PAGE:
March 24, 2011
Today, Blogactiv is covering the EPP summit at Meise castle. This liveblog is part of our ongoing EU Citizens and Media debate. It’s only the second time that bloggers (so-called “citizen journalists”) have been given access to an EPP summit. Time to debate a few of the practical and ethical issues that this sort of access throws up? Follow @Blogactiv on Twitter for live updates, and hashtag #EPP.
To clarify: Joe Litobarski is writing today’s liveblog
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17:19 – Wow. Okay, a lot of stuff has happened since the last update. The most interesting part of the summit was definitely the second part – after I went “backstage,” so to speak, and saw a bit behind the scenes. Unfortunately,
wi-fi access power sockets for the laptop were not very easy to come across (and a lot of time was spent standing in corridors talking to people) – so the “live” part of this blog has suffered. I’m now switching to “analysis” and “debate” mode. I’ll be posting a full review of today’s events – talking about the ethics of what happened, the trend towards inviting bloggers to events like this, and what added value bloggers can provide (after the second half of today, I think there’s a great deal we can do).
“I wouldn’t say you are ‘citizen bloggers’ in this situation. You are professionals of an organisation, a branch of a news organisation actually. That gives the EPP the certainty that you are not going to act weird. Providing access to independent citizen bloggers who do that as a voluntary activity is a whole other story.”
Then, when I argued that – personally – the distinction between covering an event as a citizen and covering it as a professional blogger feels very blurred, she made a good point:
“Well you are blogging indeed. But you are there as Blogactiv, blogging on the Blogactiv social media blog, and not on your personal blog. So in this situation, you are not a citizen blogger although in your leisure time you are. Does it make sense?
It’s complicated for bloggers to deal with their different hats. I think probably the future of the debate on bloggers’ accreditation will have to deal with this.”
The practical restrictions on what a blogger can do at a summit were covered brilliantly last year by Julien Frisch (who attended the same EPP summit I’m at right now). However, what we can perhaps do today is talk a bit about the ethics involved in something like this. As Europasionaria points out – “citizen bloggers” have to juggle many hats. Also: are we just playing “useful idiots” by gaining access to events like this and providing fairly uncritical coverage. It’s a very grey area. Any thoughts?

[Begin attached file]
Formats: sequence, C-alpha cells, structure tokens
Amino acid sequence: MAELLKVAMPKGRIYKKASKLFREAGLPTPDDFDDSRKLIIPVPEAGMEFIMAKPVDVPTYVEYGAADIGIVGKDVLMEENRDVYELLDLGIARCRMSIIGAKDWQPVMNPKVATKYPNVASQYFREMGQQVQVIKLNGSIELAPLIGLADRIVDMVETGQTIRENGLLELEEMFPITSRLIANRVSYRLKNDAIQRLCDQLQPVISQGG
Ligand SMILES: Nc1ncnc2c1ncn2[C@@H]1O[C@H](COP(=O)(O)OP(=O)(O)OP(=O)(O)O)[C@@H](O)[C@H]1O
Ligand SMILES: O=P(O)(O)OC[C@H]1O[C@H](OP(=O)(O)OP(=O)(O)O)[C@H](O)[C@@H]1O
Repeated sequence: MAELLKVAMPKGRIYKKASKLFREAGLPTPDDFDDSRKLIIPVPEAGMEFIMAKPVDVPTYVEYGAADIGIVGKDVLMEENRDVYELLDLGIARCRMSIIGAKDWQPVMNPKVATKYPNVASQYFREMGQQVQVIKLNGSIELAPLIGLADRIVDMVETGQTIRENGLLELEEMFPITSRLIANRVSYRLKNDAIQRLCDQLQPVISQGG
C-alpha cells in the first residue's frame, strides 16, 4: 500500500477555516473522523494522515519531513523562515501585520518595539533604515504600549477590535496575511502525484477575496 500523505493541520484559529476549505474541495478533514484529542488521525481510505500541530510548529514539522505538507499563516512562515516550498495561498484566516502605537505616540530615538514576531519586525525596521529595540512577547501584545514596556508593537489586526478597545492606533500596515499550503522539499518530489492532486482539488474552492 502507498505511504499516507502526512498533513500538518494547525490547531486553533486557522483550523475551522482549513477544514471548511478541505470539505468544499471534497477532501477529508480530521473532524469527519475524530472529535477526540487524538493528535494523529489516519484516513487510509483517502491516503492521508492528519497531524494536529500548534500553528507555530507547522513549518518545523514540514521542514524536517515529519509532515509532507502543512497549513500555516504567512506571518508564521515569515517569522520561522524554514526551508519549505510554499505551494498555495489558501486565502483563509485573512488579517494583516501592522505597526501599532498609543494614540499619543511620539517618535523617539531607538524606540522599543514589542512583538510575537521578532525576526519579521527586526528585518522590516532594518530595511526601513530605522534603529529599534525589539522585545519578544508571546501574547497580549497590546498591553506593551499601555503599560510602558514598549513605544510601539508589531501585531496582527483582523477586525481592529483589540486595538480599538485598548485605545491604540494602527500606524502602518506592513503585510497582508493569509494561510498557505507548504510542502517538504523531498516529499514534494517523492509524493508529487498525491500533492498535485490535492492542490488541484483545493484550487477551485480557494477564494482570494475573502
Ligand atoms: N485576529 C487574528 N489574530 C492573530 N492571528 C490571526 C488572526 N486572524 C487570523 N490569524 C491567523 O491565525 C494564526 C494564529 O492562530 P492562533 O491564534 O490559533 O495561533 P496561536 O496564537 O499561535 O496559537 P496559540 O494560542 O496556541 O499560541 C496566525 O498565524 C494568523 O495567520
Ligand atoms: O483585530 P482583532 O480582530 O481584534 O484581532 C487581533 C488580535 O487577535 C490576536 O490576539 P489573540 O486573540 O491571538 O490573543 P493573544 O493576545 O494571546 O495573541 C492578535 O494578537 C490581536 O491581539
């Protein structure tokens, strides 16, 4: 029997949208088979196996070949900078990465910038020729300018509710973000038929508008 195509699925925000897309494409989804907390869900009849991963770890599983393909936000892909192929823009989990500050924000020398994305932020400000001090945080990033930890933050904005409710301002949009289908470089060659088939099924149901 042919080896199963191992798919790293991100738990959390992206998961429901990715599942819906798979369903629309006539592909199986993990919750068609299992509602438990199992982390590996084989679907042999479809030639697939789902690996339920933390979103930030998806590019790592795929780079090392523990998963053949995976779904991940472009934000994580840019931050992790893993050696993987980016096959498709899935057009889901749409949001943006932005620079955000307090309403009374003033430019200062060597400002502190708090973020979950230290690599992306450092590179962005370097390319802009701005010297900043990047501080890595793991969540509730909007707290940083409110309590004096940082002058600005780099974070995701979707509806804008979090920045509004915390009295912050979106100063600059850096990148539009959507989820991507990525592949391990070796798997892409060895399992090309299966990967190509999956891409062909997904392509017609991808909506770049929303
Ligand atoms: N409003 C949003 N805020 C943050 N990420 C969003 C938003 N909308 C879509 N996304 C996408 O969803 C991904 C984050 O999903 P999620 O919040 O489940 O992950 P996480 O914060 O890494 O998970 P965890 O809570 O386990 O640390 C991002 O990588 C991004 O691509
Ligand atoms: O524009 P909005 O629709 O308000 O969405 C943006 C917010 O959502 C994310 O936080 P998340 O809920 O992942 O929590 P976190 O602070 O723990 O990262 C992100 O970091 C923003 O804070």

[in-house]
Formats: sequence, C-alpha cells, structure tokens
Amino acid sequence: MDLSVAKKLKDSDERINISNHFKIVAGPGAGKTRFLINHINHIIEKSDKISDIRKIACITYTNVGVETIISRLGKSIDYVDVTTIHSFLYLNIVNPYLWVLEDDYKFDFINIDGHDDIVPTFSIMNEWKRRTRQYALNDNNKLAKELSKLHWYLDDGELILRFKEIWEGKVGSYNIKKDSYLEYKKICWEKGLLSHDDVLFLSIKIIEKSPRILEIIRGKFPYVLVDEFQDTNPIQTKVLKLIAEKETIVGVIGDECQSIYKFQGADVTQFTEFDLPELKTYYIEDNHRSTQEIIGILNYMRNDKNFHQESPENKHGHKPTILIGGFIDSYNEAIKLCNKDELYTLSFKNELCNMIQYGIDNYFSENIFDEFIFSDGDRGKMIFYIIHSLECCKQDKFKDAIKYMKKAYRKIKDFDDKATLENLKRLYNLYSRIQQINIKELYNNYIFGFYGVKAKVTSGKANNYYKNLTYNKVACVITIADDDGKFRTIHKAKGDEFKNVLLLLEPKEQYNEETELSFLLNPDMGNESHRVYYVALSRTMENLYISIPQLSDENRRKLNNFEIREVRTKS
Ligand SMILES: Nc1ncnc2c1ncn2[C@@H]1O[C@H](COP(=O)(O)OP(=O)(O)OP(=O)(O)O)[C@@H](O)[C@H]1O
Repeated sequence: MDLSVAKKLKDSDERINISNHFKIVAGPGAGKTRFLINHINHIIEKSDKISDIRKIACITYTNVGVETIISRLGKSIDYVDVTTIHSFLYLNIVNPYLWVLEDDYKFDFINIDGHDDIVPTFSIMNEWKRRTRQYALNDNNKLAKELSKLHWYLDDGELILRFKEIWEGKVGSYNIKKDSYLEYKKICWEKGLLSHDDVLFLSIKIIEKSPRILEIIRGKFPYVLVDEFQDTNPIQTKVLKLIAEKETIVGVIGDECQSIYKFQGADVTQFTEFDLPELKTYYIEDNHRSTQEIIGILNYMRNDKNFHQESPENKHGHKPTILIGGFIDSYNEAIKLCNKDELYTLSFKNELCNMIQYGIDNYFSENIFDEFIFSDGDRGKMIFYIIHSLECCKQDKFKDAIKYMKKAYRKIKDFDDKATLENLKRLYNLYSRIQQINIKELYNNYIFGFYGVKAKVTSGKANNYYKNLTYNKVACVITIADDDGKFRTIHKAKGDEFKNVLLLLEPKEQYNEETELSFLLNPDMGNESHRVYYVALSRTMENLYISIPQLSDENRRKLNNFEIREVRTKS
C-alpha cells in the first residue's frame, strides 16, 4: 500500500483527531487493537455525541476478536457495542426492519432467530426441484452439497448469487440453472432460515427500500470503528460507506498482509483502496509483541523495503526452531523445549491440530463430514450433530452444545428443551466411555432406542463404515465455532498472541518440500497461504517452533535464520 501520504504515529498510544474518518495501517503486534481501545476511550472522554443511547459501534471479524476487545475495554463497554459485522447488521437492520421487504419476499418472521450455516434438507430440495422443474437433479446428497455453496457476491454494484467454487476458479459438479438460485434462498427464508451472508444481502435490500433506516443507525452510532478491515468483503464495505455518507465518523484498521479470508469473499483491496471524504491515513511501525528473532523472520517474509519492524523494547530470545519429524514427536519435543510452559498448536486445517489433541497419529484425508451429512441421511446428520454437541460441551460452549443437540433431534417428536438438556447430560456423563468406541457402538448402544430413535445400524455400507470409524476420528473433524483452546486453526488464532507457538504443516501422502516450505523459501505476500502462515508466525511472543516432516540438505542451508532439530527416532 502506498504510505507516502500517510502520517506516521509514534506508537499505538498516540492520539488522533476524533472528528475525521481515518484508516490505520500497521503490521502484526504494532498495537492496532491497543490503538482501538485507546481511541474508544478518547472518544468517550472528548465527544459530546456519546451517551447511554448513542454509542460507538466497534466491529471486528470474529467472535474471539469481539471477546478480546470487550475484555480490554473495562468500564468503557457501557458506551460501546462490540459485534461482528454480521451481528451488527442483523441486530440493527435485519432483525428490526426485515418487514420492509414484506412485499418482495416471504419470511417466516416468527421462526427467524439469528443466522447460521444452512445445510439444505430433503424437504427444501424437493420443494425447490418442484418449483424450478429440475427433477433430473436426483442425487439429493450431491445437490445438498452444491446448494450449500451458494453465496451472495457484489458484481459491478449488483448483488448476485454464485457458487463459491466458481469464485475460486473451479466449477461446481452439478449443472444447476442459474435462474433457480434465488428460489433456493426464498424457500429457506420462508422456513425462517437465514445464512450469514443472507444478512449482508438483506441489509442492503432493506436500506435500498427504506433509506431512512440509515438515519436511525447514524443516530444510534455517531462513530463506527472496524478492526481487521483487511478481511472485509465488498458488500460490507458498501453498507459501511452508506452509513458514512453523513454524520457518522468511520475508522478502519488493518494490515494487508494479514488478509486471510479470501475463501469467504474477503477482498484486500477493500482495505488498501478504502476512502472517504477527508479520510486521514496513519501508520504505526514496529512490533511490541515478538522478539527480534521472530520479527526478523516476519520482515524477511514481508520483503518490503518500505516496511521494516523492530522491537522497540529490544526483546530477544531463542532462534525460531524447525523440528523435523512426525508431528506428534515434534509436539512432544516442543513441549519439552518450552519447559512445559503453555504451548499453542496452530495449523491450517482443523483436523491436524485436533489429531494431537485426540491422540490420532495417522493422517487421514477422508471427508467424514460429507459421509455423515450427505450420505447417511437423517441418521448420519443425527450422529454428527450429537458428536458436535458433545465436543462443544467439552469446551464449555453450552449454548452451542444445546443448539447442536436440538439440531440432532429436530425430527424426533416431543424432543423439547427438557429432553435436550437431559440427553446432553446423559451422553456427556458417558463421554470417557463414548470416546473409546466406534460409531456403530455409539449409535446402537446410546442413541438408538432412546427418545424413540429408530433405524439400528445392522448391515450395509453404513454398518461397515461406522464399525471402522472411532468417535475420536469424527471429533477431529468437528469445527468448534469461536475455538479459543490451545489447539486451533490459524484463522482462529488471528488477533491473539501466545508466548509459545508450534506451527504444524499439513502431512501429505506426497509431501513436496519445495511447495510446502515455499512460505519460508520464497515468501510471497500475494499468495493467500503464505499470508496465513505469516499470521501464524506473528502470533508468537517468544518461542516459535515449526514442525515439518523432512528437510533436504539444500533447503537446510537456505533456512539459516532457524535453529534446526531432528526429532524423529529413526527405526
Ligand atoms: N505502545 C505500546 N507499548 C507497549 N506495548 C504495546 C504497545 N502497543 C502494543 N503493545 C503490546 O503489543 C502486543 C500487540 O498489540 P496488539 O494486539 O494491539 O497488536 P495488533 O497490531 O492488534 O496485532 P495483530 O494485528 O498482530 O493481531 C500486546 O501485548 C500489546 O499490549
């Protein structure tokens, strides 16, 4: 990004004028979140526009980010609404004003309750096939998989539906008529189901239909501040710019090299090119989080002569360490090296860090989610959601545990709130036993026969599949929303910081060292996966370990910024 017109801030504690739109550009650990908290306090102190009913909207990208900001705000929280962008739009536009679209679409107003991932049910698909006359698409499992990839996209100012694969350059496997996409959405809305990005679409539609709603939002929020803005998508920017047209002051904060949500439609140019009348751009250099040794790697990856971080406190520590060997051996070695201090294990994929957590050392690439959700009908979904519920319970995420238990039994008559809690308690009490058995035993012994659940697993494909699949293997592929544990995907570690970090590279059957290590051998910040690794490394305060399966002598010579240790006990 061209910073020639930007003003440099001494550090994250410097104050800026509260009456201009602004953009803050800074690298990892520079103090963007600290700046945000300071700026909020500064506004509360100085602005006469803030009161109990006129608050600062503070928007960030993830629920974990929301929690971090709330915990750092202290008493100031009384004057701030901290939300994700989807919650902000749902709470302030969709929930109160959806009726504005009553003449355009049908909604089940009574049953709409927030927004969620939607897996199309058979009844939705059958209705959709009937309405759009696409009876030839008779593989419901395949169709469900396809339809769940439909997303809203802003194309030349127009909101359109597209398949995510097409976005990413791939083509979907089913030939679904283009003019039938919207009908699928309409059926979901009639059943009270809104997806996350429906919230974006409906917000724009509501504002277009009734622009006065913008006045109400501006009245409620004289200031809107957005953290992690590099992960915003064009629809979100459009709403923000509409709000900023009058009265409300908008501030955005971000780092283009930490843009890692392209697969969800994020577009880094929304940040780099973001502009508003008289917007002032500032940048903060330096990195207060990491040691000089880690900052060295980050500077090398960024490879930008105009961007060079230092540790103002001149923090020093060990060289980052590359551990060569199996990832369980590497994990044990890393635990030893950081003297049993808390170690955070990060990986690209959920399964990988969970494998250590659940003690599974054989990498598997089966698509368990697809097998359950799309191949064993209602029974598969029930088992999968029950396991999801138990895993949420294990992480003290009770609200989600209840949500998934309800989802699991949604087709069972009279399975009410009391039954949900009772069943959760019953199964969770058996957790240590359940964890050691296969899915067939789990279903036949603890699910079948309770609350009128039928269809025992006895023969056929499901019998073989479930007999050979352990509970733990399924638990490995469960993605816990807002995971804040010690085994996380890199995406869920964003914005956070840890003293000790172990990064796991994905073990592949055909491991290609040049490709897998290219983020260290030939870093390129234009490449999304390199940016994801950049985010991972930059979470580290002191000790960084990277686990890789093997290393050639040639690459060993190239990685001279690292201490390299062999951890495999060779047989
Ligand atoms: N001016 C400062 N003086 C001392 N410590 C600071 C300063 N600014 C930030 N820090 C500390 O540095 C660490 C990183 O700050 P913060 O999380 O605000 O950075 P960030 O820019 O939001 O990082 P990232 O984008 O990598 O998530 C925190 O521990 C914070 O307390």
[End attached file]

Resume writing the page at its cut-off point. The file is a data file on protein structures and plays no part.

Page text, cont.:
13:16 – Fascinating to watch the journalists and politicians interact. Some politicians will really work the press – going down the line and talking to as many journos as possible, really taking their time.
The press, for their part, are all very keen to get their own unique version of the same footage that everybody else will be running. Step-ladders and chairs everywhere, as photographers and cameramen scramble to get good shots. Every time a car pulls up, the chain-smoking journalists around me squint through the crowd and ask “who is it?”
We were given a list of names and faces so we could identify the politicians as they got out of their cars. It feels a bit like bird-watching. Fascinating to see it through the fresh eyes of a blogger.
Some VIPs are more VIP than others. Generally, the longer the convoy of limos, the more excited the press pack gets. Add a couple of police outriders and journalists start running around frantically. When Jean-Claude Juncker arrived, a loud “Shhhhh!” rippled through the pack as everybody struggled to poke their microphones in his face.
12:32 – European leaders are starting to arrive. A few of the “more obscure” ones so far. Nevertheless, there’s a sizeable press scrum – with photographers standing on chairs and jostling one another to get the best shots. It seems the “arrival shot” of a VIP is almost the most important part of the day. I’ve heard rumours that ministers arriving at EU Council events might be staying in a hotel within walking distance of the venue, but will actually go round the block, get into a limo and drive 20 metres round the corner just to achieve that dynamic “doorstep” shot.
12:30 – Photo of Meise castle – the venue for today’s EPP summit – with press starting to gather. A castle is an interesting choice of venue for leaders to meet in. Very feudal.
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Author : socialmedia